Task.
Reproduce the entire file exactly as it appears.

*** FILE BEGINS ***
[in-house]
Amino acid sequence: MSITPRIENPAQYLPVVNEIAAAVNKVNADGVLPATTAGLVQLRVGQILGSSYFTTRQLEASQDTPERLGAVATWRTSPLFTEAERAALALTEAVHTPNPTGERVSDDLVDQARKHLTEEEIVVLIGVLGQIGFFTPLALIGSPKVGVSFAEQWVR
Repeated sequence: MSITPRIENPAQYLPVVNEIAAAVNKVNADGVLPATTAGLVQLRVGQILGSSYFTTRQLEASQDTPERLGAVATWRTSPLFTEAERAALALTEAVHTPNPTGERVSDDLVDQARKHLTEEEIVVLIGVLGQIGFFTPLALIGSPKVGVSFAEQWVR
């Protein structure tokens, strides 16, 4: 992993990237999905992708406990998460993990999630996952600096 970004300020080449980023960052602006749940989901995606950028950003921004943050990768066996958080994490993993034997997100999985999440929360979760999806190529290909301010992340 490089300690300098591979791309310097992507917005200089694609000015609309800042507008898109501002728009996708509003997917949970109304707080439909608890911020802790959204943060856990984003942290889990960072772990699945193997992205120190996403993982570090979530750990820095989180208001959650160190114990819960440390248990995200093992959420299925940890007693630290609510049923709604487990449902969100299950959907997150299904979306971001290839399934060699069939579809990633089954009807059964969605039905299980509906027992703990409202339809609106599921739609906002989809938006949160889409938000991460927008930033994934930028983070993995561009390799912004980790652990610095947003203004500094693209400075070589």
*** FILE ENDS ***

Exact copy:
[in-house]
Amino acid sequence: MSITPRIENPAQYLPVVNEIAAAVNKVNADGVLPATTAGLVQLRVGQILGSSYFTTRQLEASQDTPERLGAVATWRTSPLFTEAERAALALTEAVHTPNPTGERVSDDLVDQARKHLTEEEIVVLIGVLGQIGFFTPLALIGSPKVGVSFAEQWVR
Repeated sequence: MSITPRIENPAQYLPVVNEIAAAVNKVNADGVLPATTAGLVQLRVGQILGSSYFTTRQLEASQDTPERLGAVATWRTSPLFTEAERAALALTEAVHTPNPTGERVSDDLVDQARKHLTEEEIVVLIGVLGQIGFFTPLALIGSPKVGVSFAEQWVR
């Protein structure tokens, strides 16, 4: 992993990237999905992708406990998460993990999630996952600096 970004300020080449980023960052602006749940989901995606950028950003921004943050990768066996958080994490993993034997997100999985999440929360979760999806190529290909301010992340 490089300690300098591979791309310097992507917005200089694609000015609309800042507008898109501002728009996708509003997917949970109304707080439909608890911020802790959204943060856990984003942290889990960072772990699945193997992205120190996403993982570090979530750990820095989180208001959650160190114990819960440390248990995200093992959420299925940890007693630290609510049923709604487990449902969100299950959907997150299904979306971001290839399934060699069939579809990633089954009807059964969605039905299980509906027992703990409202339809609106599921739609906002989809938006949160889409938000991460927008930033994934930028983070993995561009390799912004980790652990610095947003203004500094693209400075070589």